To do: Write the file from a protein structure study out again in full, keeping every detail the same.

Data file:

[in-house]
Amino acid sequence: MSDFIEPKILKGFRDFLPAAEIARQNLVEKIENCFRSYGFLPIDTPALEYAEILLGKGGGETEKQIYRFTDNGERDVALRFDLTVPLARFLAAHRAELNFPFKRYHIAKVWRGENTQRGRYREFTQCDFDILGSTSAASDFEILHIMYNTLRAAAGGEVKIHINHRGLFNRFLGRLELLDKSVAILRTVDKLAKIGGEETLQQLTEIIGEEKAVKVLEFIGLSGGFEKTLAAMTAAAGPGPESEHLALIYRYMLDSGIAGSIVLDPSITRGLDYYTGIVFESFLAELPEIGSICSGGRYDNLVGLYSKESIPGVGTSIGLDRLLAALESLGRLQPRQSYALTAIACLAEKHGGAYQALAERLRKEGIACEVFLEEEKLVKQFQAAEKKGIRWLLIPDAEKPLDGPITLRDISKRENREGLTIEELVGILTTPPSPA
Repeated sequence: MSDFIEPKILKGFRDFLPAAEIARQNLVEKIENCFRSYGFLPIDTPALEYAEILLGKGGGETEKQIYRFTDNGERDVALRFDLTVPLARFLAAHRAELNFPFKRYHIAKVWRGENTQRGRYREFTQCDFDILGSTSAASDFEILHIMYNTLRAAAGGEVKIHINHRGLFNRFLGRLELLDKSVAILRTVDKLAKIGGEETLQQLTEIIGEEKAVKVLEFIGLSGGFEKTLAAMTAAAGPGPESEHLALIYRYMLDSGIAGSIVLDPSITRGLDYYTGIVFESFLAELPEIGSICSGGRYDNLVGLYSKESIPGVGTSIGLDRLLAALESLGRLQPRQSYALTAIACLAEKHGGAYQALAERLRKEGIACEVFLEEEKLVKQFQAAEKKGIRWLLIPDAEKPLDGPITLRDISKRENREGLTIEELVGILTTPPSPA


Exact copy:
[in-house]
Amino acid sequence: MSDFIEPKILKGFRDFLPAAEIARQNLVEKIENCFRSYGFLPIDTPALEYAEILLGKGGGETEKQIYRFTDNGERDVALRFDLTVPLARFLAAHRAELNFPFKRYHIAKVWRGENTQRGRYREFTQCDFDILGSTSAASDFEILHIMYNTLRAAAGGEVKIHINHRGLFNRFLGRLELLDKSVAILRTVDKLAKIGGEETLQQLTEIIGEEKAVKVLEFIGLSGGFEKTLAAMTAAAGPGPESEHLALIYRYMLDSGIAGSIVLDPSITRGLDYYTGIVFESFLAELPEIGSICSGGRYDNLVGLYSKESIPGVGTSIGLDRLLAALESLGRLQPRQSYALTAIACLAEKHGGAYQALAERLRKEGIACEVFLEEEKLVKQFQAAEKKGIRWLLIPDAEKPLDGPITLRDISKRENREGLTIEELVGILTTPPSPA
Repeated sequence: MSDFIEPKILKGFRDFLPAAEIARQNLVEKIENCFRSYGFLPIDTPALEYAEILLGKGGGETEKQIYRFTDNGERDVALRFDLTVPLARFLAAHRAELNFPFKRYHIAKVWRGENTQRGRYREFTQCDFDILGSTSAASDFEILHIMYNTLRAAAGGEVKIHINHRGLFNRFLGRLELLDKSVAILRTVDKLAKIGGEETLQQLTEIIGEEKAVKVLEFIGLSGGFEKTLAAMTAAAGPGPESEHLALIYRYMLDSGIAGSIVLDPSITRGLDYYTGIVFESFLAELPEIGSICSGGRYDNLVGLYSKESIPGVGTSIGLDRLLAALESLGRLQPRQSYALTAIACLAEKHGGAYQALAERLRKEGIACEVFLEEEKLVKQFQAAEKKGIRWLLIPDAEKPLDGPITLRDISKRENREGLTIEELVGILTTPPSPA